In Jane’s shoes and through Jane’s eyes, #1

Feet on the street and eyes on the community. Two fundamentals of the work of urban thinker Jane Jacobs (1916-2006) resonate with me – the idea that an urban environment is best understood at ground level, and that observant citizens can make a difference.

Urban Thinker Jane Jacobs

Urban Thinker Jane Jacobs

On the 50th anniversary of the publication of The Death and Life of Great American Cities, the late Jane Jacobs is still a presence on the urban scene. Three recent books extend and confront her legacy.

In Reconsidering Jane Jacobs, urban planners grapple with her legacy and the fact that in many ways she was anti-planning. She was certainly opposed to the big gestures of monolithic developments – whether those were government offices, overly planned parks, or commercial tracts.

Wrestling With Moses profiles Jacob’s confrontations with New York ‘master builder’ Robert Moses. And What We See: Advancing the Observations of Jane Jacobs offers 30 writers’ meditations on Jacobs’ ideas and perspectives. Jacobs’ work has also recently been featured in Planning magazine and in The Globe and Mail.
I think Jacobs would be most pleased, though, with the way others have taken up her legacy through “Jane’s Walks” – informal meanderings through varied urban environments, where people share ideas on what they experience. In May of 2011, hundreds of Jane’s Walks were held in 68 cities worldwide.
“Jane Jacobs is the foremost urban thinker of our time,” says Jane Farrow, executive director of Jane’s Walk. “She encouraged people to familiarize themselves with the places where they live, work and play – believing in the importance of local residents having input on how their neighbourhoods develop.”
As a consultant involved in a number of urban plans, I rediscovered ‘the wisdom of the walk’ in about 2000. Our consulting team was trying to convince local city officials that some major arteries through the downtown core needed ‘calming.’ Traffic calming, of course, is a widely recognized methodology for slightly slowing vehicle traffic in order to improve the pedestrian environment.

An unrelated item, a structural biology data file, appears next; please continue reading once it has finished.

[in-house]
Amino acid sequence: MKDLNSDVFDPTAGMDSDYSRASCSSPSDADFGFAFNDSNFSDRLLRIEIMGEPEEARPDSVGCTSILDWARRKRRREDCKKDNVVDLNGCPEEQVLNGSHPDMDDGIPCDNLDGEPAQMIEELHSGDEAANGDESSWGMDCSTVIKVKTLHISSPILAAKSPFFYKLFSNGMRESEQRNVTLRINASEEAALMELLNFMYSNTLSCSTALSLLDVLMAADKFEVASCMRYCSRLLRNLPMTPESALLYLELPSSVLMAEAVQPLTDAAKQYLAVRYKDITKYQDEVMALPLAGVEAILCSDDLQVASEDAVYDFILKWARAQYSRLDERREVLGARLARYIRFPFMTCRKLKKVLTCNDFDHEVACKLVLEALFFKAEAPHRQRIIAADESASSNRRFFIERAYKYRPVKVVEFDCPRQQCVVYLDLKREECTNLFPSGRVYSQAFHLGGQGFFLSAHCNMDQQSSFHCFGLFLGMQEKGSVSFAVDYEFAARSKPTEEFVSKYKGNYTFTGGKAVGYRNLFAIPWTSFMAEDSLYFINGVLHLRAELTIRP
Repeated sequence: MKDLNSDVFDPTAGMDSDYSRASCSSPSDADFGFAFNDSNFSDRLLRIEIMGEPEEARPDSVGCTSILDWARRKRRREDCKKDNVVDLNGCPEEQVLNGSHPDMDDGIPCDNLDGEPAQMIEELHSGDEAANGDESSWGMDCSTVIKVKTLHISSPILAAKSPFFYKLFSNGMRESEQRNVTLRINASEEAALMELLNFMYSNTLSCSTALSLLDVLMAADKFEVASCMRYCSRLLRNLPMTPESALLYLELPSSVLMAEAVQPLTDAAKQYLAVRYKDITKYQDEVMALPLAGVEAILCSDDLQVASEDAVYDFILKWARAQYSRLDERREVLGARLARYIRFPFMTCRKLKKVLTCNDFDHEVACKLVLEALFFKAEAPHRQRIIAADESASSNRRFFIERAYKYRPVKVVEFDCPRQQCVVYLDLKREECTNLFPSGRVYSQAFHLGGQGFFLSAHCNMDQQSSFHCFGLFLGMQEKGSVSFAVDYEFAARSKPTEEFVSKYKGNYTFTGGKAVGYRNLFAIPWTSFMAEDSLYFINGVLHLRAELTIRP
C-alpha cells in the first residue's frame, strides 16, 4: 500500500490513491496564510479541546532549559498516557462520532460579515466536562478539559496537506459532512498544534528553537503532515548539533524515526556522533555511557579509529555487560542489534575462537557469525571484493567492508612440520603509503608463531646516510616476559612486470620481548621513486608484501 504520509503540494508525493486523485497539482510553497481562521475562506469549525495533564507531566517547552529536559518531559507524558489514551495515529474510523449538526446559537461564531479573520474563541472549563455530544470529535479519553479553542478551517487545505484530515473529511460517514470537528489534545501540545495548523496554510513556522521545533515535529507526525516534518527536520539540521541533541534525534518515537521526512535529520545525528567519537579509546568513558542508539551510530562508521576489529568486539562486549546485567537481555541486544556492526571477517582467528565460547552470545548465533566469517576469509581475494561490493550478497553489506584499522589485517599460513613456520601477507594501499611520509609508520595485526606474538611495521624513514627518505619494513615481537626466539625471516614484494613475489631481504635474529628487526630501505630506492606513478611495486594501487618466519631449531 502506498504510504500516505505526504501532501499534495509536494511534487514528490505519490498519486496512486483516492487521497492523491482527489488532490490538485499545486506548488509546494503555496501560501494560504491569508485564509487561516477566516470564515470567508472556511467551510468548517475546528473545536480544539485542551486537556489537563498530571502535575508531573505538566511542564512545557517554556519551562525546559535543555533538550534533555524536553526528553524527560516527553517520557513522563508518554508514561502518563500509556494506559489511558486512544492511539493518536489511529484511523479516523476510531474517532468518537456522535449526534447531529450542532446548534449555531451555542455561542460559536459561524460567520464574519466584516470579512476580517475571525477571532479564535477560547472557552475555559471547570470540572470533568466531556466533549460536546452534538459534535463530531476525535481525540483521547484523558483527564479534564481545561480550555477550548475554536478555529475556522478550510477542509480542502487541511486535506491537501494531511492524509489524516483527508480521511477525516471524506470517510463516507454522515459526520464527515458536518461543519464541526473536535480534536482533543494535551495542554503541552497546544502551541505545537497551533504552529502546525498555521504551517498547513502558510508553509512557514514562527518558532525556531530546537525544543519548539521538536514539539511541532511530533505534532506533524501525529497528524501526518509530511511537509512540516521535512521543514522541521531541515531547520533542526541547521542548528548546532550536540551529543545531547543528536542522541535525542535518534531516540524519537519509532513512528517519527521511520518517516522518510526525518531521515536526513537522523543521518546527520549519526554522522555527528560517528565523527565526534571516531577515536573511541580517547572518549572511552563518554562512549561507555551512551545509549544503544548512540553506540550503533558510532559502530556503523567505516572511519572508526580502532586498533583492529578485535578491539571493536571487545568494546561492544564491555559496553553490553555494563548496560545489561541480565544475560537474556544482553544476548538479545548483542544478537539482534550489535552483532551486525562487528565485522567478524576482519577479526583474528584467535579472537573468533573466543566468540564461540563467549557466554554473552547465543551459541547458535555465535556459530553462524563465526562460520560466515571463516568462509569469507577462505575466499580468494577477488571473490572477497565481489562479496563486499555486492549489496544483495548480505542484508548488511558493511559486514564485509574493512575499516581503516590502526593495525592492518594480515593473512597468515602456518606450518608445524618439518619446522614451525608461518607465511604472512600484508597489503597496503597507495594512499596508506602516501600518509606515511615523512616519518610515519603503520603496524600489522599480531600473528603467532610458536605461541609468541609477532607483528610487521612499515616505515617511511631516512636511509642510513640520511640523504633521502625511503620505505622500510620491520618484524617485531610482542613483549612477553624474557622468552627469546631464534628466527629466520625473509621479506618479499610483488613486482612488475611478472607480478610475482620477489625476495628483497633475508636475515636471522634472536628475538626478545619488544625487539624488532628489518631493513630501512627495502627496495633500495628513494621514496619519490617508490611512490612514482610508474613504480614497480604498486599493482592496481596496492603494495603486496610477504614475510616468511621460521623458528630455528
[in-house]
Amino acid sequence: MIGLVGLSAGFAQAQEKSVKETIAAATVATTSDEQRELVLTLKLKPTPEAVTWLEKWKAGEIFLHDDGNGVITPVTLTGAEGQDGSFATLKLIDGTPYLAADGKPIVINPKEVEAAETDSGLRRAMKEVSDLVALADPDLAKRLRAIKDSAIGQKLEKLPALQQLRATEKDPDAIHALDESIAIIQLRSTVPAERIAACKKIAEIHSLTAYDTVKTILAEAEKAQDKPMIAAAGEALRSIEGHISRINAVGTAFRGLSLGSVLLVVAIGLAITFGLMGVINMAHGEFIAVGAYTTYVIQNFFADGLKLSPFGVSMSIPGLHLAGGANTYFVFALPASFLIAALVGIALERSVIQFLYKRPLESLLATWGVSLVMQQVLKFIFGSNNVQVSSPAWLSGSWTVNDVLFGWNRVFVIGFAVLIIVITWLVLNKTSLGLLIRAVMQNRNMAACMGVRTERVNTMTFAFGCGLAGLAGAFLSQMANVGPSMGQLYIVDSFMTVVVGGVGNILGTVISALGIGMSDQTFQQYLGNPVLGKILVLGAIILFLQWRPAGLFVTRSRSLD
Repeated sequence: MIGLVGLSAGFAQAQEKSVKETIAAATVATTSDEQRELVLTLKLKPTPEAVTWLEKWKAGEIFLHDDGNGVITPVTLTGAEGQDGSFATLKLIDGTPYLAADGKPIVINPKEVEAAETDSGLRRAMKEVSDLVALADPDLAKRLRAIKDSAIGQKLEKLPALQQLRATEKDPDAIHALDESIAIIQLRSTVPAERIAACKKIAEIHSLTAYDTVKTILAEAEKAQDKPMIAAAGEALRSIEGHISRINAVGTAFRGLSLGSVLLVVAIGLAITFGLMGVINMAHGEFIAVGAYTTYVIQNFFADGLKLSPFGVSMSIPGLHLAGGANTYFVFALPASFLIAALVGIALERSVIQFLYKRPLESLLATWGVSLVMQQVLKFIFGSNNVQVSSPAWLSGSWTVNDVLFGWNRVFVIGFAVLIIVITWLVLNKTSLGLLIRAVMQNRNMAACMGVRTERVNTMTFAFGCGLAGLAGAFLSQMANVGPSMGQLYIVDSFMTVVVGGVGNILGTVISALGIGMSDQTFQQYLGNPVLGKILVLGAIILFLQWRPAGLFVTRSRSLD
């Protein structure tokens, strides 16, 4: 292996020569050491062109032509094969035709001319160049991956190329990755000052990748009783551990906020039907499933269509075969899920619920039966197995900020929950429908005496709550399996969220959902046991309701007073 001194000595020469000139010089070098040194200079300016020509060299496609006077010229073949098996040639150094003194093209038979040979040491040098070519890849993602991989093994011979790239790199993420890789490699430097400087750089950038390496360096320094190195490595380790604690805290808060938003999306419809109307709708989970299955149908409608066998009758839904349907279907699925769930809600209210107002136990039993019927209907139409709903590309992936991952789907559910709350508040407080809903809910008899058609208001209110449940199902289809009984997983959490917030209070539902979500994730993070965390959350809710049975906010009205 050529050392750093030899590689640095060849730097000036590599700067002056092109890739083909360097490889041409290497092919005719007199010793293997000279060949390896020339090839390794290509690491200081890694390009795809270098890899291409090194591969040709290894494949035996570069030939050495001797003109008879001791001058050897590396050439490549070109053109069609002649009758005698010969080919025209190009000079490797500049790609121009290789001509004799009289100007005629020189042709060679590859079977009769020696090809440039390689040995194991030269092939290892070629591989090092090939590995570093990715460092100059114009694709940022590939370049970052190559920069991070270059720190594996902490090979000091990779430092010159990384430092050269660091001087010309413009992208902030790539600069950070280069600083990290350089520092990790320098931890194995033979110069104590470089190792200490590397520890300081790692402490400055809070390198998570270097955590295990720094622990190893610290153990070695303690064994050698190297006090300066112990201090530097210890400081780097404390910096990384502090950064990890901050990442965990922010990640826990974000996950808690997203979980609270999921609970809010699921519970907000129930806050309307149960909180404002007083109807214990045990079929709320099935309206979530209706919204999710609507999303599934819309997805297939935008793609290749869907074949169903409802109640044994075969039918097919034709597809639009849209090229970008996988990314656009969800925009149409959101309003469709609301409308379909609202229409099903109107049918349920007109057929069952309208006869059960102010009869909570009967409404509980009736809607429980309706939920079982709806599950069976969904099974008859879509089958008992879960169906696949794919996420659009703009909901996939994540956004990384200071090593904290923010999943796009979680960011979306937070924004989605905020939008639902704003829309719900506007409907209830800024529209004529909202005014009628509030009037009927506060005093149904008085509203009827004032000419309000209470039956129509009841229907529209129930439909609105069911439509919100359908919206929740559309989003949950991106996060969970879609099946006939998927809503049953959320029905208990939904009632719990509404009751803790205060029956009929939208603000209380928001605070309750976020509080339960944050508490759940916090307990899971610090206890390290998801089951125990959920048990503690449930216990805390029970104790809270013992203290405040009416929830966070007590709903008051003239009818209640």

In meetings, people just weren’t getting it. So we took them on a walking tour. I remember clearly standing on the corner of a roaring five lane one-way thoroughfare that was supposedly also meant to have a downtown ambience and attract shoppers, diners and office workers. Our little group standing on the corner had to shout at one another to be heard and people looked in fear at the gauntlet of crossing that street.
After that experience, our steering committee suddenly saw the value of corner bulbs, parking lanes and other traffic calming measures. They are now in place.
Actually walking through areas where you are developing urban plans and community initiatives should not be a radical concept. Unfortunately, it is still not common practice.
That’s where Jane’s Walks come in. Local citizens are encouraged to self-organize walks in their community share the urban experience with others. Sitting in a favourite downtown coffee shop with my friend Steve Woolrich, who is an expert in Crime Prevention Through Environmental Design (CPTED), we were chatting about the streets nearby. One of the reasons I like Steve is because he believes in walking urban streets and alleys to learn what is really going on.
So when the Jane’s Walk opportunity came up, we couldn’t resist and threw our names in as walk leaders in our home community. As expected, we learned a lot in the process. My posts in the coming days will revisit a few highlights from those walks.

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